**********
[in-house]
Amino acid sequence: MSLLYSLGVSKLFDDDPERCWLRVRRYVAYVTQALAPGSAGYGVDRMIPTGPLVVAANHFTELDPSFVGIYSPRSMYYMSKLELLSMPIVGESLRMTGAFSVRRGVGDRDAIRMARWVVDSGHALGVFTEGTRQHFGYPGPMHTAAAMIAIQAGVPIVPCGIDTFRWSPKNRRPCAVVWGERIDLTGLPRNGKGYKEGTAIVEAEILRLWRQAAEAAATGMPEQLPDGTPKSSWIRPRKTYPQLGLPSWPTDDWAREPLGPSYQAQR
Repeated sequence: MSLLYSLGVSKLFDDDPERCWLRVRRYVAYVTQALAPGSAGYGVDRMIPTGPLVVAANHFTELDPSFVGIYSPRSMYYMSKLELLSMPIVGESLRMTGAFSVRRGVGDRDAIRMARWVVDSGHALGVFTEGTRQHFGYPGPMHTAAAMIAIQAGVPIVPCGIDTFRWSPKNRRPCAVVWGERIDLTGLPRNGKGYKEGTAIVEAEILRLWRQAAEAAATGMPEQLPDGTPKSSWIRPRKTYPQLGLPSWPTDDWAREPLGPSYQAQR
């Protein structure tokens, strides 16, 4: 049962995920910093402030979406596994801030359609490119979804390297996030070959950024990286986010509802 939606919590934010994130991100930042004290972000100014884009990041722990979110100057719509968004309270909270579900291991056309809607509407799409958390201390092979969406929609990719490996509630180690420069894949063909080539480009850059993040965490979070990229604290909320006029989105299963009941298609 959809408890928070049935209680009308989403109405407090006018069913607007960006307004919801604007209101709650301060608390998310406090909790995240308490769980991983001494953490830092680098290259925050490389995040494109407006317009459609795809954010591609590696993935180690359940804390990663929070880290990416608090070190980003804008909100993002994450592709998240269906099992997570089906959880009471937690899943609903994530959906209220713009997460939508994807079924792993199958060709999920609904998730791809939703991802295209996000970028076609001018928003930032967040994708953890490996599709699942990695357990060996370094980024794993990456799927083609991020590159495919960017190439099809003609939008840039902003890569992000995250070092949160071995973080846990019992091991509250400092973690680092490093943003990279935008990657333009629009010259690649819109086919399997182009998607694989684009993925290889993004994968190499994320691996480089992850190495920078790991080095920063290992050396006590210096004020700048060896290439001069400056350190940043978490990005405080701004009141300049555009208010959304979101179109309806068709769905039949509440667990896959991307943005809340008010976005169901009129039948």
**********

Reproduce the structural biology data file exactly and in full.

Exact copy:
[in-house]
Amino acid sequence: MSLLYSLGVSKLFDDDPERCWLRVRRYVAYVTQALAPGSAGYGVDRMIPTGPLVVAANHFTELDPSFVGIYSPRSMYYMSKLELLSMPIVGESLRMTGAFSVRRGVGDRDAIRMARWVVDSGHALGVFTEGTRQHFGYPGPMHTAAAMIAIQAGVPIVPCGIDTFRWSPKNRRPCAVVWGERIDLTGLPRNGKGYKEGTAIVEAEILRLWRQAAEAAATGMPEQLPDGTPKSSWIRPRKTYPQLGLPSWPTDDWAREPLGPSYQAQR
Repeated sequence: MSLLYSLGVSKLFDDDPERCWLRVRRYVAYVTQALAPGSAGYGVDRMIPTGPLVVAANHFTELDPSFVGIYSPRSMYYMSKLELLSMPIVGESLRMTGAFSVRRGVGDRDAIRMARWVVDSGHALGVFTEGTRQHFGYPGPMHTAAAMIAIQAGVPIVPCGIDTFRWSPKNRRPCAVVWGERIDLTGLPRNGKGYKEGTAIVEAEILRLWRQAAEAAATGMPEQLPDGTPKSSWIRPRKTYPQLGLPSWPTDDWAREPLGPSYQAQR
């Protein structure tokens, strides 16, 4: 049962995920910093402030979406596994801030359609490119979804390297996030070959950024990286986010509802 939606919590934010994130991100930042004290972000100014884009990041722990979110100057719509968004309270909270579900291991056309809607509407799409958390201390092979969406929609990719490996509630180690420069894949063909080539480009850059993040965490979070990229604290909320006029989105299963009941298609 959809408890928070049935209680009308989403109405407090006018069913607007960006307004919801604007209101709650301060608390998310406090909790995240308490769980991983001494953490830092680098290259925050490389995040494109407006317009459609795809954010591609590696993935180690359940804390990663929070880290990416608090070190980003804008909100993002994450592709998240269906099992997570089906959880009471937690899943609903994530959906209220713009997460939508994807079924792993199958060709999920609904998730791809939703991802295209996000970028076609001018928003930032967040994708953890490996599709699942990695357990060996370094980024794993990456799927083609991020590159495919960017190439099809003609939008840039902003890569992000995250070092949160071995973080846990019992091991509250400092973690680092490093943003990279935008990657333009629009010259690649819109086919399997182009998607694989684009993925290889993004994968190499994320691996480089992850190495920078790991080095920063290992050396006590210096004020700048060896290439001069400056350190940043978490990005405080701004009141300049555009208010959304979101179109309806068709769905039949509440667990896959991307943005809340008010976005169901009129039948």